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Hurricane Relief Effort Seeks Cash in Lieu of Goods

November 21, 1998|RICH CONNELL | TIMES STAFF WRITER

With an estimated 300 tons of Hurricane Mitch relief supplies backed up around Los Angeles County, community groups issued an urgent appeal Friday for cash donations that can be more efficiently used to aid the needy in Central America.

In a mini-mall parking lot near downtown Los Angeles overflowing with pallets of donated food and water, officials announced a new fund-raising drive aimed at swiftly bringing medical supplies and staples to storm-ravaged villages.

"We need millions of dollars," said Jorge Jackson, a GTE vice president who is helping to lead the effort.

With much of the infrastructure destroyed in Honduras, Guatemala and Nicaragua, relief supplies are backing up at airports in Central America.

"They can't get goods off the tarmac," said Pedro Carrillo, field deputy to Rep. Lucille Roybal-Allard (D-Los Angeles).

Further hampering efforts in the Los Angeles region is a shortage of volunteers to collect, sort and package the materials that have already been gathered. Also, shipping heavy items like water and dried goods by truck and plane can cost as much as 10 times the value of donated products, officials said.

Under the new relief plan, the United Way/Help Central America Fund will use donated money to buy the most critically needed supplies--pharmaceuticals, blankets, dried beans--from Panama and neighboring areas closer to storm-ravaged Honduras, Jackson said.

The goods will be shipped overland to areas where clinics and food banks need to be resupplied, Jackson said.

Meanwhile, the effort will be stepped up to move existing supplies by donated transportation from Los Angeles to Central America, said Joseph Haggerty, head of the Los Angeles chapter of the United Way.

As television, especially Spanish-language stations, juxtaposes images of Honduran suffering and devastation with mountains of supplies stuck in local warehouses, many ask why government agencies are not using more of the military's airlift capacity.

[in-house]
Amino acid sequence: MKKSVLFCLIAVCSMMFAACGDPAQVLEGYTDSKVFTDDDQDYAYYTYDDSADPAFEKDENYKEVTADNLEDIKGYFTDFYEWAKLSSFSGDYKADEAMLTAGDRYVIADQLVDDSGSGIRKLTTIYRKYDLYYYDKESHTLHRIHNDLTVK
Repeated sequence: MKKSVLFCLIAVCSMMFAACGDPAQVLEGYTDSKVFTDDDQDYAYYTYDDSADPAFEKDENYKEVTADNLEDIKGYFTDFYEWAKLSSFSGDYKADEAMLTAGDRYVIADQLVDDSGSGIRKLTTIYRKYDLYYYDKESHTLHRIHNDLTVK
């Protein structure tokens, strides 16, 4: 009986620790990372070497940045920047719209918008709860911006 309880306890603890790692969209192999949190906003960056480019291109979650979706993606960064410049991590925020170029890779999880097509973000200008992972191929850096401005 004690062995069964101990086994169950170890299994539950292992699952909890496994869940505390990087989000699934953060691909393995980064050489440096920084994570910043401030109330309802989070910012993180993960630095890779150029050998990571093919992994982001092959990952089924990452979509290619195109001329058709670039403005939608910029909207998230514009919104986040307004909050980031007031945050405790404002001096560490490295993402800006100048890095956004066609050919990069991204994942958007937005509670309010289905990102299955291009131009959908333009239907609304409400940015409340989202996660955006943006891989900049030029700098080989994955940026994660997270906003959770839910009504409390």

"I'm very frustrated. Everybody's very frustrated, " said Carlos Vasquerano, who is helping to organize the Central American Emergency Relief Coalition. Federal, state and local elected officials are working on moving the cargo, he said, "but we don't see anything."

"We want to see National Guard cargo planes flying from Los Angeles to Central America."

State Assembly Speaker Antonio Villaraigosa said he has received assurances from the governor's office and U.S. Army Secretary Louis Caldera that every effort will be made to move the supplies.

Carrillo of Roybal-Allard's office said that an airlift is being coordinated by the federal government and that more than 60 relief missions have been flown in recent weeks. Five California National Guard cargo planes have been lent to the effort, and discussions are underway to increase the commitment, he said.

At the mini-mall at 6th Street and Rampart Boulevard, 15 tractor-trailers have been filled and moved on to an Army shipping center, said Fares Ennabe, a Honduran and owner of the shopping center-turned-collection center.

Several additional tons are stacked in a vacant storefront, the parking lot and even the sidewalk. "We don't know how long it's going to take" for the supplies to reach his homeland, Ennabe said.

In addition to cash, officials asked that any new donations of materials be limited to medical supplies, blankets, sheets and dried goods such as rice, beans and corn with expiration dates later than 1999.

Donations may be made by calling (800) 563-7117, or by delivering goods to the Bell Federal Supply Center, 5600 Rickenbacker Road, Bay 2D, Bell, CA 90201.

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